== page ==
The City of Odense is under big pressure – from above: because annual mean precipitation has gone up around 100 mm since measurements started 140 years ago. Extreme rains are occurring more often and they are becoming more intense. There is also pressure from surface water: because of flooding due to extreme runoff in the rivers through the city or flooding from the Odense Fjord. Sometimes both occur at the same time. Thirdly, there is pressure from the subsurface: due to a rise in groundwater level caused by increased recharge, diminishing needs for potable water / lesser water abstraction and the sealing of previous leaky sewers which hereby stop acting as drains.
Read more about Odense City in case study report TU1206-WG1-011
During the last 100 years the area of the city has grown greatly. The water supply was primarily based on local groundwater abstraction sites. Today, it is still based on groundwater, but most of the groundwater abstractions within the urbanized areas have been stopped and the total amount of abstraction of groundwater has been reduced by 50%. Furthermore the majority of our potable water are being abstracted in the surrounding municipalities The effect of these changes has meant that the groundwater level within the city limits has risen dramatically over the past 25 years. In some areas the water table has risen 12 meters. Today, the water level in some areas, are close to what the water level used to be at the turn of the last century (early 1900’s).
The areas that are drained and urbanized are becoming increasingly waterlogged again. This is of great concern for the inhabitants and constitutes a major conflict of interest. The development in urbanization also causes other challenges. The natural seepage of rain into the ground is drastically reduced due to the increase in total area of impermeable surfaces.
Historically, sewage pipes were established as common sewage systems for both rain run-off and raw sewage. Expanding sewage pipe systems to accommodate future heavy rains/climate change is very expensive and sometimes an almost impossible task, but we try. Within the city limit we have used more than 1 billion Euro establishing large diameter sewage pipes for delaying or storing storm water during extreme rains, in order to meet the EU-legislation by hindering/decreasing the amount of sewage water that though “overruns” are led untreated into the Odense Å and Odense Fjord (Å means river and Fjord means Inlet).
Instead of building larger and bigger storage pipes/pools there is a growing interest in securing local infiltration. The need for artificially/naturally enhanced infiltration of rainwater in urban areas is growing. This, again, - is putting further strain on the water level and saturation beneath the city. New large scale suburban infrastructure projects like tunnels and underground parking facilities also puts further strain on the groundwater saturation challenge and may alter the nature of groundwater flow patterns etc.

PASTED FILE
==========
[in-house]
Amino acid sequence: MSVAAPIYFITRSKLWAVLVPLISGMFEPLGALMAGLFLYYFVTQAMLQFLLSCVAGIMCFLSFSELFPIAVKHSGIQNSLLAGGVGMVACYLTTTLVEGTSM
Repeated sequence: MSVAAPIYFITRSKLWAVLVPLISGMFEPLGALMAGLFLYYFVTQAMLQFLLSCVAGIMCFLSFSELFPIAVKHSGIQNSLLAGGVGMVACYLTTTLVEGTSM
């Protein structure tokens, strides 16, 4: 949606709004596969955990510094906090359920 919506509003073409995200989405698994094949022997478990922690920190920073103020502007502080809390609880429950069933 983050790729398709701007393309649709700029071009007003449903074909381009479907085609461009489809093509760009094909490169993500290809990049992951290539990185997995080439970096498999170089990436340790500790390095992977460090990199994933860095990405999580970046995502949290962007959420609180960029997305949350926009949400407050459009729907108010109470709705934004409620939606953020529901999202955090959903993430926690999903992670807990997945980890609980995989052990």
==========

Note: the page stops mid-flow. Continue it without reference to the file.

In order to meet the above mentioned growing demands, the Municipality of Odense together with VCS Denmark (one of the biggest water/waste water companies in Denmark), GEUS (The Geological Survey of Denmark and Greenland) and The Region of Southern Denmark have started building a detailed 3D geological and hydrogeological model. A model to study the groundwater resources, the climate change impact on the water cycle and also covering subjects of archaeological and historical interests.
Denmark is a small country that covers 43.100 km2 – less than 1/10th of Sweden. Denmark consists of the peninsula of Jylland (Jutland), and an archipelago of 406 islands of which 78 are inhabited. The coastline stretches more than 7300 km in total length. The land is mainly used for agriculture (67%) and forests (12%) and semi-natural areas (11%), also urban areas and infrastructure installations (10%).
The Kingdom of Denmark also includes the Faeroe Island and Greenland. Denmark has a population of 5.6 million inhabitants and the population density is 130 persons per km2. 85% of the population lives in cities and villages with more than 200 inhabitants and 15% live in the countryside and smaller villages. One third of the population lives in Greater Copenhagen.
The Municipality of Odense only covers an area of 305 km2. This place it in the center part of the 98 Danish municipalities –The municipality of Copenhagen – the Capital of Denmark – only covers 88 km2, which is roughly the same area as the City of Odense.
The City of Odense is one of the oldest in Denmark, dating back to the Vikings and their ring fort “Nonnebakken” south of the Odense Å. Archaeological excavations have uncovered pavements, buildings and crafts dating back to the first millennium and the first time Odense is mentioned in a written reference is in year 988. The oldest parts of St. Alban’s Priory and The Cathedral for Canute the Saint are dating back to the 11th century. During the 12th century the building of another church, several monasteries and nunneries and a moat testifies strong urban growth.